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Re: [Qemu-devel] [RFC PATCH RDMA support v5: 03/12] comprehensive protoc

From: Michael S. Tsirkin
Subject: Re: [Qemu-devel] [RFC PATCH RDMA support v5: 03/12] comprehensive protocol documentation
Date: Thu, 11 Apr 2013 16:48:20 +0300

On Thu, Apr 11, 2013 at 09:12:17AM -0400, Michael R. Hines wrote:
> On 04/11/2013 03:19 AM, Michael S. Tsirkin wrote:
> >On Wed, Apr 10, 2013 at 04:05:34PM -0400, Michael R. Hines wrote:
> >Maybe we should just say "RDMA is incompatible with memory
> >overcommit" and be done with it then. But see below.
> >>I would like to propose a compromise:
> >>
> >>How about we *keep* the registration capability and leave it enabled
> >>by default?
> >>
> >>This gives management tools the ability to get performance if they want to,
> >>but also satisfies your requirements in case management doesn't know the
> >>feature exists - they will just get the default enabled?
> >Well unfortunately the "overcommit" feature as implemented seems useless
> >really.  Someone wants to migrate with RDMA but with low performance?
> >Why not migrate with TCP then?
> Answer below.
> >>Either way, I agree that the optimization would be very useful,
> >>but I disagree that it is possible for an optimized registration algorithm
> >>to perform *as well as* the case when there is no dynamic
> >>registration at all.
> >>
> >>The point is that dynamic registration *only* helps overcommitment.
> >>
> >>It does nothing for performance - and since that's true any optimizations
> >>that improve on dynamic registrations will always be sub-optimal to turning
> >>off dynamic registration in the first place.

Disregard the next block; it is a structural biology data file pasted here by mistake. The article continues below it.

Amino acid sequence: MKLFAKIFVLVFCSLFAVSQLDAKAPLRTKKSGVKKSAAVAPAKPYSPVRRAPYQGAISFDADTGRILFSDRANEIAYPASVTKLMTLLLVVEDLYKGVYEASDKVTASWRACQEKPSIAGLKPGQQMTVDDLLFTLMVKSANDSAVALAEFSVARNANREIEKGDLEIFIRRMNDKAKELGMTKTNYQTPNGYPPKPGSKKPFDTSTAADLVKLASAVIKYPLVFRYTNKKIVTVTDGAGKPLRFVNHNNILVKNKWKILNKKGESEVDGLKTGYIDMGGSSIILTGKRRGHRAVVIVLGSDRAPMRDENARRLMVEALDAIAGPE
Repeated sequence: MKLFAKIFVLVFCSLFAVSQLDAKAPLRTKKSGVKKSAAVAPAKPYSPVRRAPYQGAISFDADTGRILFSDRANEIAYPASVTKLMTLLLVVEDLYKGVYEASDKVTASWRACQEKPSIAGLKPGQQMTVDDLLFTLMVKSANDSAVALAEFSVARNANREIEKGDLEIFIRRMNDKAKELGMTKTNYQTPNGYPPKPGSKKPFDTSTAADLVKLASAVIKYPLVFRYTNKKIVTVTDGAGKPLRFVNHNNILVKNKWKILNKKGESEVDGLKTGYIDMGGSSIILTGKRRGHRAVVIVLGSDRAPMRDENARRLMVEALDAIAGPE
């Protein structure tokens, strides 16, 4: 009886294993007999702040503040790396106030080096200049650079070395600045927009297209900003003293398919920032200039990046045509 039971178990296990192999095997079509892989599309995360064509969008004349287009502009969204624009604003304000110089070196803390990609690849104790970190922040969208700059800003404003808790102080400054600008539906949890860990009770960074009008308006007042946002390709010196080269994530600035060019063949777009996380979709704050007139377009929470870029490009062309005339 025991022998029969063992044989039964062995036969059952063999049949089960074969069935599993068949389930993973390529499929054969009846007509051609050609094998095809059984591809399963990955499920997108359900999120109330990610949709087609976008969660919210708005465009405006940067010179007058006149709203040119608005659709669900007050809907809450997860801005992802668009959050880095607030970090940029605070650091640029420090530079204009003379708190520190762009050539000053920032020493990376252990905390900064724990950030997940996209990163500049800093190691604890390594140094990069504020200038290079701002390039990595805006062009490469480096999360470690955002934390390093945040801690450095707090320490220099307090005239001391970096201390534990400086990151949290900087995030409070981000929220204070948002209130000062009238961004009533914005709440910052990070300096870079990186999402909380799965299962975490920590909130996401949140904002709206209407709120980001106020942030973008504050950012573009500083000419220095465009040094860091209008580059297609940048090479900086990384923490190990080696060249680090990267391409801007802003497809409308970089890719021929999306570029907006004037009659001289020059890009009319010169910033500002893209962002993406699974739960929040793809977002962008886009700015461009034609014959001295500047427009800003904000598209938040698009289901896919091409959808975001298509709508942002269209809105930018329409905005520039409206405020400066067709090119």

> >>
> >>- Michael
> >So you've given up on it.  Question is, sub-optimal by how much?  And
> >where's the bottleneck?
> >
> >Let's do some math. Assume you send 16 bytes registration request and
> >get back a 16 byte response for each 4Kbyte page (16 bytes enough?).  That's
> >32/4096 < 1% transport overhead. Negligeable.
> >
> >Is it the source CPU then? But CPU on source is basically doing same
> >things as with pre-registration: you do not pin all memory on source.
> >
> >So it must be the destination CPU that does not keep up then?
> >But it has to do even less than the source CPU.
> >
> >I suggest one explanation: the protocol you proposed is inefficient.
> >It seems to basically do everything in a single thread:
> >get a chunk,pin,wait for control credit,request,response,rdma,unpin,
> >There are two round-trips of send/receive here where you are not
> >going anything useful. Why not let migration proceed?
> >
> >Doesn't all of this sound worth checking before we give up?
> >
> First, let me remind you:
> Chunks are already doing this!
> Perhaps you don't fully understand how chunks work or perhaps I
> should be more verbose
> in the documentation. The protocol is already joining multiple pages into a
> single chunk without issuing any writes. It is only until the chunk
> is full that an
> actual page registration request occurs.

I think I got that at a high level.
But there is a stall between chunks. If you make chunks smaller,
but pipeline registration, then there will never be any stall.

> So, basically what you want to know is what happens if we *change*
> the chunk size
> dynamically?

What I wanted to know is where is performance going?
Why is chunk based slower? It's not the extra messages,
on the wire, these take up negligeable BW.

> Something like this:
> 1. Chunk = 1MB, what is the performance?
> 2. Chunk = 2MB, what is the performance?
> 3. Chunk = 4MB, what is the performance?
> 4. Chunk = 8MB, what is the performance?
> 5. Chunk = 16MB, what is the performance?
> 6. Chunk = 32MB, what is the performance?
> 7. Chunk = 64MB, what is the performance?
> 8. Chunk = 128MB, what is the performance?
> I'll get you a this table today. Expect an email soon.
> - Michael

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